Look Back in Hunger by Jo Brand
|Look Back in Hunger by Jo Brand|
|Reviewer: John Van der Kiste|
|Summary: The memoirs of Jo Brand, a former psychiatric nurse who yearned for a showbusiness career and became one of the age's most popular stand-up comedians.|
|Buy? Maybe||Borrow? Yes|
|Pages: 320||Date: October 2009|
|Publisher: Headline Review|
Born in Hastings in May 1957, after leaving Brunel University with a degree in social sciences, Jo Brand unsuccessfully applied for a research job with Channel 4 on a series about racism, then worked for a time as a psychiatric nurse at the South London Bethlem and Maudsley Hospital. But the lure of showbiz proved too strong, and stardom in stand-up comedy soon beckoned.
Much of this memoir is about her early life, from a south-east London childhood, schooldays and rebellious adolescence to student and nursing days. There are plenty of amusing anecdotes about the usual brushes with parental authority, often related to staying out too late or going to the wrong places, and being chatted up by less than desirable young (and not so young) men. She emerges as a cheerfully shambolic character, quite philosophical about being asked to leave her job in the civil service, not unrelated to having had too many cheap beers at lunchtime one day and falling asleep and dribbling at her desk afterwards, matter-of-fact about her less than stellar exam results - let's just say the marks D and E were good friends of mine.
A self-confessed unashamed natural scruffbag, she tells us that her room was always a complete tip with overflowing ashtrays, records and CDs scattered everywhere, and old cups with mould in them. (If you're reading this over a hastily-grabbed breakfast or coffee break, I'm sorry). On the subject of dressing, she makes the very valid point that high heels may look elegant, but are useless for running in – and there is many an occasion when a woman may need to be swift on her feet. Her insights into life on the wards, naturally the most serious part of the book, make interesting and sometimes poignant reading.
It's probably fair to say that the majority of people picking up this book will be keen to know what makes her tick as a comic, and how 'the Sea Monster' started out as a stand-up comedian. That is crammed into the last two chapters, beginning with an appearance at a rather sleazy Soho nightclub in the summer of 1986. I get the feeling this is only 'Part One – to be continued', as the last page had finished a little abruptly almost before I knew it.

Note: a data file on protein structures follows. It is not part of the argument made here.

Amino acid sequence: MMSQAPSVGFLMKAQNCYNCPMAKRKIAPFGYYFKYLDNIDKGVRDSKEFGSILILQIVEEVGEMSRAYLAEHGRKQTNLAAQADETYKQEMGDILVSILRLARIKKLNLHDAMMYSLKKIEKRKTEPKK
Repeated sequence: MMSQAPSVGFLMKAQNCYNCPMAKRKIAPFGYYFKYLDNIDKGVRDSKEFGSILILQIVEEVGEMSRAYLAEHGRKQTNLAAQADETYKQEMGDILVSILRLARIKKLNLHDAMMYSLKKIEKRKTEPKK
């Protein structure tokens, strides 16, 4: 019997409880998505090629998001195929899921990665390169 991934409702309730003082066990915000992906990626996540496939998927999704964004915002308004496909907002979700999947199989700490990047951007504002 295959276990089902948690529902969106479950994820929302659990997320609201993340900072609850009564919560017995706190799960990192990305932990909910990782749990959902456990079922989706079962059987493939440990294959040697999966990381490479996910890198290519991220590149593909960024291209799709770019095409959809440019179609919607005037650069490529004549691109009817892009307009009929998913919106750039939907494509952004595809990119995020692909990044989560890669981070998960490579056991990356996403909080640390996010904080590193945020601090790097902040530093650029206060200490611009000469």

It's amusing enough, cheerfully self-deprecating and told in the deadpan style that anyone would expect after having seen her on the box. How, she asks in the first chapter after describing a typical appearance onstage at Loughborough University, did she ever get there when she could have been working in a library or pushing a pram around the park?
Although it makes a good light read, it didn't strike me as the funniest comedy memoir I've read. Fans of hers will certainly love it, but I felt there was something a little flat about the whole tone of these pages that I couldn't quite put my finger on. Dawn French's recent title had that kind of effervescent bubbly quality throughout that made it difficult to put down. That same quality, it struck me, somehow tended to be lacking here.
Our thanks to Headline Review for sending a copy to Bookbag.
If you enjoyed this, may we recommend the above-mentioned Dear Fatty by Dawn French, or Dawn French: The Unauthorised Biography by Alison Bowyer.
You can read more book reviews or buy Look Back in Hunger by Jo Brand at Amazon.co.uk
You can read more book reviews or buy Look Back in Hunger by Jo Brand at Amazon.com.
Like to comment on this review?
Just send us an email and we'll put the best up on the site.